Along with the political ongoings of the 18th century the two severe earthquakes in October and November of the year 1759 – one reaching VIII, the other X MMS (Modified Mercalli Scale) which corresponds to 6,5 and 7,2 on the Richter Scale – was perceived as an incisive event. Indeed it caused considerable damage to both people and material but in fact it coincided with several incidents: two years before the dramatic fall of the mightiest governor of that century, Asʿad Pasha, who was first deposed and than assassinated under obsure conditions is considered the big break in the authority of the ʿAzm family that lost power in the aftermath until in 1807 the last ʿAzm governor was displaced, followed by the heaviest earthquakes that hit the regions since more than 600 years – some of the sources still recall the 1171 earthquakes after which Nur ad-Din Zengi commissioned several major reconstructions and restorations.
The research is completed by a survey of all detectable building and restoration measures undertaken in the public sector during the 18th century (1708-1807), recorded in a comprehensive catalogue. It shows that the ʿAzm family was cross-linked within Damascene society to the extend that they were able to construct private and public buildings that reached the dimension of large-scale real estate investments. Since we have – apart from the building inscriptions – no written records of the ruling elite itself, their buildings constitute a major source of their actions and self-perception as they reflect the position – or what the patron thought to be his standing within urban structure as well as society – through their monuments. The monuments commissioned by the governor Asʿad Pasha and his administrator of finance Fathi Afandi for instance show – without words – their rivalry about acceptance and positioning within the social and economic order of Damascene society, and Fathi’s aspiration after the post of governor.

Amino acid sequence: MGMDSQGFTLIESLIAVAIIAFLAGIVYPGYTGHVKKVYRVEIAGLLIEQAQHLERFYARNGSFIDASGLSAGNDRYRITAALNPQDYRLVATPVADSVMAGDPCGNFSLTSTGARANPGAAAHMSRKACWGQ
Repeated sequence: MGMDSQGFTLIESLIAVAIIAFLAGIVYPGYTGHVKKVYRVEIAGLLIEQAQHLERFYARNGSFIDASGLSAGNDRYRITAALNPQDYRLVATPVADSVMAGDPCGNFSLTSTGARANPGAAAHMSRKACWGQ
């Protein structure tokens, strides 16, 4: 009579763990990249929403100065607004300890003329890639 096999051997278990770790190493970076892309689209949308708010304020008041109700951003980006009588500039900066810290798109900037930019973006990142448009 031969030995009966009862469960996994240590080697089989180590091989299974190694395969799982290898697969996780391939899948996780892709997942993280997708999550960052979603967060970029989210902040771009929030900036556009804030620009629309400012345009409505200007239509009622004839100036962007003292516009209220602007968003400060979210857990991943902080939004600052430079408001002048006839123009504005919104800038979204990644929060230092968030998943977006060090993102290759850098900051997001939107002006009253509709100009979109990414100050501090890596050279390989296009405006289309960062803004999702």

Imperial Ottoman elements in architectural style and decoration are obvious – which was already the case shortly after the Ottoman conquest in the early 16th century – though never exactly copied but moreover adapted to the traditional Damascene style. At the same time local traditions were maintained. A close analysis reveals the definite diversity and the development of characteristic features for each type of building. The 18th century may be considered the last century of a predominant local architectural tradition. Yet in the first third of the century singular modern style architectural features find their way into local structures, announcing new European style decorations and structural elements introduced via the Ottoman capital Istanbul that would massively infiltrate 19th century Syrian architecture coming along with the central directed administrational reforms (tanzimat) of the Ottoman Empire.
|GND Keywords:||Damaskus; Baupolitik; Elite; Öffentliches Gebäude; Geschichte 1708-1808|
|Keywords:||Damaskus, Architektur, 18. Jahrhundert, Erdbeben|
|DDC Classification:||720 Architecture|
|RVK Classification:||EH 5502 |
|Year of publication:||19. August 2013|
originated at the
University of Bamberg
University of Bamberg